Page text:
Fink: Sort of Revolution

Sort of Revolution is even more pared back and softly spoken Jeff Buckley-style than Fink's previous folk outings and therefore serves as an audacious riposte to the current vogue in pop excess.


Sort of Revolution

Label: Ninja Tune
US Release Date: 2009-09-15
UK Release Date: 2009-05-25

Dear Soundtrack Selector for Grey’s Anatomy,

Here’s a song you might want to try on for size: Fink’s “Sort of Revolution”. Perfect for one of them montages that segue between each character as they console themselves of their bruised lives, the song is laconic and brooding, intense in its intent and bares a smidgen of tension-building piano and gentle acoustics. And it talks about departing a dark past for a brighter future.

You might think it slightly out of whack for Ninja Tune, a seasoned peddler of haute electronica and trip hop, to be home to such material where instrumentals are peeled away to let the singer/songwriter preen his feathers. But Fin Greenall, stage name Fink, is not entirely alien to the Ninja family, for the Bristolian began his recording career in the mid-nineties as a techno boffin. His metamorphosis into a fully-fledged trip hop artist then calcified when Ninja sought him out on the eve of Y2K. To the understanding bafflement of his fans, Greenall transitioned again into a bona fide singer-songwriter with a dusted-off guitar and little in the way of studio effects a half decade after he brought out the Coldcut-approved Fresh Produce (2000). 2006’s Biscuits for Breakfast showed us that Fink is actually John Mayer with a hardened scruffiness in place of baby-faced ostentation, a diluted Nick Cave who you’d want to be friends with, even. It showed us his gift for weaving reams of folk/blues/jazz/soul into soundscapes that were by turns as bleak as urbanity and as majestic as the Rocky Mountains. In other words, it would have tickled John Martyn in his grave. He even mastered the bottleneck slide. And then there were his lyrical tales that betrayed a worldly eye on everyman concerns.

The follow-up album Distance and Time (2007) matured lyrically and gained muscle on the finger picking. It also crystallised in the minds of his listeners a conviction that Fink is an island in a world of Paolo Nutinis, Jack Penates, and Jason Mrazs, and refuses to be submerged by its warming billboard-infested waters.

His third LP, a self-produced effort, continues the trek through acoustic funk. Once again we’re offered heart-on-sleeve intimacy and melodies that contain pressure-cooked tension that never blows its top. So if you’re conditioned to expect a build up to grandiloquent bursts of chorus, you’ll be disappointed by just about every song on Sort of Revolution. In fact it’s even more pared back and softly spoken Jeff Buckley-style than his previous folk outings, and therefore serves as an audacious riposte to the current vogue in pop excess. So much so that for its closer, Fink strips “Walking In the Sun” by Jeff Barry (of the Archies’ “Sugar Sugar” fame) to its bone, temporarily relieving the austerity with some choral backing.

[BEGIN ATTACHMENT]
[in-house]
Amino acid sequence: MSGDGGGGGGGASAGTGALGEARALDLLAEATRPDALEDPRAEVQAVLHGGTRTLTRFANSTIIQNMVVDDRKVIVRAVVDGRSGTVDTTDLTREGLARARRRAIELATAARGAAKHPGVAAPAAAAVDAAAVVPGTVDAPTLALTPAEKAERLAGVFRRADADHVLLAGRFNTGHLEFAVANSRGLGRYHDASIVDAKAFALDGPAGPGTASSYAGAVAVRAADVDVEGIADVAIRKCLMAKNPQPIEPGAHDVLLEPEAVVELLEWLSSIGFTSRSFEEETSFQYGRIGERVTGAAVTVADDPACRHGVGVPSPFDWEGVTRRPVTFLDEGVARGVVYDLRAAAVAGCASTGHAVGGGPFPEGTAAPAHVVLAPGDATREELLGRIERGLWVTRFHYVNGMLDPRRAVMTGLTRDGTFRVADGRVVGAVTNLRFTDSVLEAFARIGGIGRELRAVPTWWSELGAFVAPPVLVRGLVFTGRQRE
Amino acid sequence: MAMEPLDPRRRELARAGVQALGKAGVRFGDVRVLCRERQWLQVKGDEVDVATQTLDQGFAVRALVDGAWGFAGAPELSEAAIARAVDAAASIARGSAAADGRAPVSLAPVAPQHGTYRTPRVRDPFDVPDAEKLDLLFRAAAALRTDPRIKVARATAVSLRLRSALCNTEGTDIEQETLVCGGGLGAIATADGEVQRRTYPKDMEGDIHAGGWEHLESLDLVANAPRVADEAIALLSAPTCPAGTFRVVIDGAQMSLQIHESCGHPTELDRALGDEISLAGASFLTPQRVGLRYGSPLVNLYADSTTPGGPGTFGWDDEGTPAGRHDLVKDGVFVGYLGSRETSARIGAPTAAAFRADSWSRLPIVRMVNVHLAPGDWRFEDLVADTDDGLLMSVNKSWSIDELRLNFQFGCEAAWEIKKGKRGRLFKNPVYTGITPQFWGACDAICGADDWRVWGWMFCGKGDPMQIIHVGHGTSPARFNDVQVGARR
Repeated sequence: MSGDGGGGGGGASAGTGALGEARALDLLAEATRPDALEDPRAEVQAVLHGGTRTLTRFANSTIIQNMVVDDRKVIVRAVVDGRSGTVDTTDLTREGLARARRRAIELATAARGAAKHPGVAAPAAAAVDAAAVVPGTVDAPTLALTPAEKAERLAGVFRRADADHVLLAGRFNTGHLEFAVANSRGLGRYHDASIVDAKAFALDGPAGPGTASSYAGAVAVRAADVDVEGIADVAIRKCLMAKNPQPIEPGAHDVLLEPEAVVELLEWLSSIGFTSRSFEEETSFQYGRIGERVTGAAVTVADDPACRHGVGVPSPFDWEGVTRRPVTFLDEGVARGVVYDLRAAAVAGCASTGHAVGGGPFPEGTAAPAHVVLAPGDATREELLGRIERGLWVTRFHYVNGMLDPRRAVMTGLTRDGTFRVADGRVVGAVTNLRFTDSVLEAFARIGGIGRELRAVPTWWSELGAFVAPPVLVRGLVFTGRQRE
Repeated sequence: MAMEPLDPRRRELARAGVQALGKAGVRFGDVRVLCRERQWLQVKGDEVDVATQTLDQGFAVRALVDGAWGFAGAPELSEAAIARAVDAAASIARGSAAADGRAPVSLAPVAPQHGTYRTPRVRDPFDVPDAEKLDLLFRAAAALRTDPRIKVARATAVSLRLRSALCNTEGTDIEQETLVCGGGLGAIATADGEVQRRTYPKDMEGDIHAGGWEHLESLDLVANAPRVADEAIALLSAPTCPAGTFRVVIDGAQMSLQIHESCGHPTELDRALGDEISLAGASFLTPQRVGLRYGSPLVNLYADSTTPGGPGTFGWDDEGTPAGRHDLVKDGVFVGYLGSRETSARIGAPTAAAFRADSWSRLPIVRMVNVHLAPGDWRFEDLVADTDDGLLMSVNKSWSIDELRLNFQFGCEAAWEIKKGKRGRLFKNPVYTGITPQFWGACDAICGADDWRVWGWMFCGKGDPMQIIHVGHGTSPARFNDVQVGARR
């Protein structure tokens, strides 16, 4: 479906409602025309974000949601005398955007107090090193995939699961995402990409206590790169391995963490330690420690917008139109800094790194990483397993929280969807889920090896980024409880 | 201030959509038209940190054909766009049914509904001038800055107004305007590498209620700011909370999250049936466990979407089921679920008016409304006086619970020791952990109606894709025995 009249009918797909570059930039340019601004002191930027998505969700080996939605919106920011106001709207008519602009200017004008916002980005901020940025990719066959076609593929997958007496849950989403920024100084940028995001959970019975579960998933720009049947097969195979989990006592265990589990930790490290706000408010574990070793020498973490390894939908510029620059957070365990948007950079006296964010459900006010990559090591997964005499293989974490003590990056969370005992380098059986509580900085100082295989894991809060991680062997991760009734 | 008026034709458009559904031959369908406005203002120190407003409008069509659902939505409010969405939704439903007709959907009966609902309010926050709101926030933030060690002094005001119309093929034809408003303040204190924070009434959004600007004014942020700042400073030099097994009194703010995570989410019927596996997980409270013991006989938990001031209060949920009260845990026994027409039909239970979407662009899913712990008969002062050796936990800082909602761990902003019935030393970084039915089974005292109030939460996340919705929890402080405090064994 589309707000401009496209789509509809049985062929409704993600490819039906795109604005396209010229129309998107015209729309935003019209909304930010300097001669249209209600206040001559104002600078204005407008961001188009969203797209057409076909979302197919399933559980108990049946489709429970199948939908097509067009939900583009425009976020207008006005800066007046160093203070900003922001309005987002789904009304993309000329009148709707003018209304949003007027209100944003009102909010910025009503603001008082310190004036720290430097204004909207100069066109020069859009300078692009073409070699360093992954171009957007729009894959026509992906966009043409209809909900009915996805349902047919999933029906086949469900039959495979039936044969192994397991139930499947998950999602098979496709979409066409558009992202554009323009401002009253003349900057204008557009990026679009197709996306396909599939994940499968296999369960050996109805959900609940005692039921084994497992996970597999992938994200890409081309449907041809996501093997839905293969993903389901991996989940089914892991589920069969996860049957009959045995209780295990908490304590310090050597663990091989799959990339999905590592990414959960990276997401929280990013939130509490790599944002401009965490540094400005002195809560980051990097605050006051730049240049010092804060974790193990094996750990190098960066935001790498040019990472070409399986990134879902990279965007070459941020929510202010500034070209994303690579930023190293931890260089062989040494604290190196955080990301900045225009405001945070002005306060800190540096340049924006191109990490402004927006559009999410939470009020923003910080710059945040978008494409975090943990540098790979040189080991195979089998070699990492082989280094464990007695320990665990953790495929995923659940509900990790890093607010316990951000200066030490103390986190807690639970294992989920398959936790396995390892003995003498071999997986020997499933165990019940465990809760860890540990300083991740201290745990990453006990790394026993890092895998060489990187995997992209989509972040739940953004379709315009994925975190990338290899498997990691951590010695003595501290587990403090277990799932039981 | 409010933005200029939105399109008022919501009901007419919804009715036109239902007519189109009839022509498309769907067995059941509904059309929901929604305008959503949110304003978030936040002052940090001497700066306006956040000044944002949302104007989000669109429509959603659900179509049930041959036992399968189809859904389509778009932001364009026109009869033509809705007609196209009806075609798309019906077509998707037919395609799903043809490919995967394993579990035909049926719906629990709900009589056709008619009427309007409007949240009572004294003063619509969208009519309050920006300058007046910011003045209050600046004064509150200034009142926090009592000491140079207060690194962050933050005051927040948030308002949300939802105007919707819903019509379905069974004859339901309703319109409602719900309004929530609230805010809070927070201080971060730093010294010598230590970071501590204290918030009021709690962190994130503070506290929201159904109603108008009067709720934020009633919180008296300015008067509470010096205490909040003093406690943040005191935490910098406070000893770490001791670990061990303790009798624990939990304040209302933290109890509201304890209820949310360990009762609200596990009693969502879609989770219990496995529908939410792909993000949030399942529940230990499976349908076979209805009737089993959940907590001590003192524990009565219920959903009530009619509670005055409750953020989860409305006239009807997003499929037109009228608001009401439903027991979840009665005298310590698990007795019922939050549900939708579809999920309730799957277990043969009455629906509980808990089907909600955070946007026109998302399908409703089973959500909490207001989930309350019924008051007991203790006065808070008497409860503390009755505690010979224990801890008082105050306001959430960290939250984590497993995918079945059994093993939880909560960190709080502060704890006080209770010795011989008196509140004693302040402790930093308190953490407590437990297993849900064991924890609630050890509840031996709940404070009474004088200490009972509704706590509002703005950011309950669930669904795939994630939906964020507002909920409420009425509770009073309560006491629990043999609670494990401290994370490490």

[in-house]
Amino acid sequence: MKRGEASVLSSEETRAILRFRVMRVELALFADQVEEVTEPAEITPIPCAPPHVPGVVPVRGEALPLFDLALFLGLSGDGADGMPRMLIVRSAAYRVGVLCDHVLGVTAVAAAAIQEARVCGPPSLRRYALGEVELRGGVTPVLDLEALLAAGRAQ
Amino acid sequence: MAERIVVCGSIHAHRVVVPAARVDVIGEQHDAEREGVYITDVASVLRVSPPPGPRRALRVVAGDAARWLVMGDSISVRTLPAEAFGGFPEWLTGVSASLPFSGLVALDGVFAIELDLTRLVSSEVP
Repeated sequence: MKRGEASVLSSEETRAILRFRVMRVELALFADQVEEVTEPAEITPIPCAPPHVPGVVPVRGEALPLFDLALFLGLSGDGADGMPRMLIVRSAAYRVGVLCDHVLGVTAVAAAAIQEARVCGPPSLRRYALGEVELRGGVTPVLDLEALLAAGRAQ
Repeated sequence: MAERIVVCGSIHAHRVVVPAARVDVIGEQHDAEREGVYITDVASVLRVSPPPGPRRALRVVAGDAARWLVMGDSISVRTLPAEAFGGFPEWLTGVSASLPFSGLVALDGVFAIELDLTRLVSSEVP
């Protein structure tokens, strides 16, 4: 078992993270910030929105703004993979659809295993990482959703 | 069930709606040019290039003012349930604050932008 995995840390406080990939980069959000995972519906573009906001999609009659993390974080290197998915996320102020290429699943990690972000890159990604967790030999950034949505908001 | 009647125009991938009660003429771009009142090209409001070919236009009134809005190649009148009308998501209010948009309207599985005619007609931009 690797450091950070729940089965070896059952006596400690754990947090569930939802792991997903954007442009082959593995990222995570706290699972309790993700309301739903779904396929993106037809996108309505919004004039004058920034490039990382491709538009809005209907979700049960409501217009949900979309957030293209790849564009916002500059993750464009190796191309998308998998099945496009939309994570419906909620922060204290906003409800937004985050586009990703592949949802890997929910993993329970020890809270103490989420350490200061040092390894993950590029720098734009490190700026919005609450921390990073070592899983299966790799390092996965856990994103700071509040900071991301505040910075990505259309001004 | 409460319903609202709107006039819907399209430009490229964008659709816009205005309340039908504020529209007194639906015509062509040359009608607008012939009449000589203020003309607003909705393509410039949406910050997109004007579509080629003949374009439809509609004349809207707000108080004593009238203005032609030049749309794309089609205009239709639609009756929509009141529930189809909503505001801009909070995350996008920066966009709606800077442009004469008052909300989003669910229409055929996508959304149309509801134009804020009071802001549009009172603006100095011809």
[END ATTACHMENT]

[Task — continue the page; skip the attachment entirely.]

The dying embers of album opener “Sort of Revolution” is relit by a vanishing spark with “Move On Me”, on which John Legend contributes a delicate piano accompaniment over Fink’s travelling-by-railway electro guitar shuffle. All the while Fink’s buttery baritone contorts like burning paper as he forlornly invites his love into his life. On “Nothing Is Ever Finished”, Fink laments a cheating lover with words like: “Daisy, destiny is pulling the trigger / Temptation happens to everyone / Temptation, wipe that smile off your face” while a groaning bluesy guitar trundles no end. “See It All” then ups the tempo and lightens the skies with a funky tribal drum track and endearing autobiographical detail about Bright Lights Big New York City. It finds Fink’s multitracked vocals at their most caressing and arresting.

The artist’s celebrated transparency and lack of machismo is encapsulated in “Q&A” and “If I Had a Million”. Over a hummed hip hoppity break and a steady handclap beat, Fink’s oblique vocal meditation furnishes the former with a story about running away from home. The latter, a reflection of what striking it lucky will do for Fink and his (lucky) girl, will have ladies misty-eyed at his sincerity and guys hating this singer for being so darn honest and committing. “It’s a very fine line between you and me / Between you and I / And I crossed it many times / Steal your mind babe / So if I had a million / If I had a million / Yay/ You would have a million too”. It’s less cheesy than it reads.

Of course the way the world is, if it were a girl affecting the heartfelt sensitivity of Fink with bare-bones instrumentation without the hardened drug-addled sass of an Amy Winehouse or the thespian histrionics of Florence and the Machine, she would be shouted out of the pub. That’s not necessarily an indictment of Sort of Revolution and its predecessors but it does go to show that Fink’s ilk is so rare nowadays that we ought to embrace him with the kind of relish we would a well in a desert.

So how about it, Soundtrack Selector?


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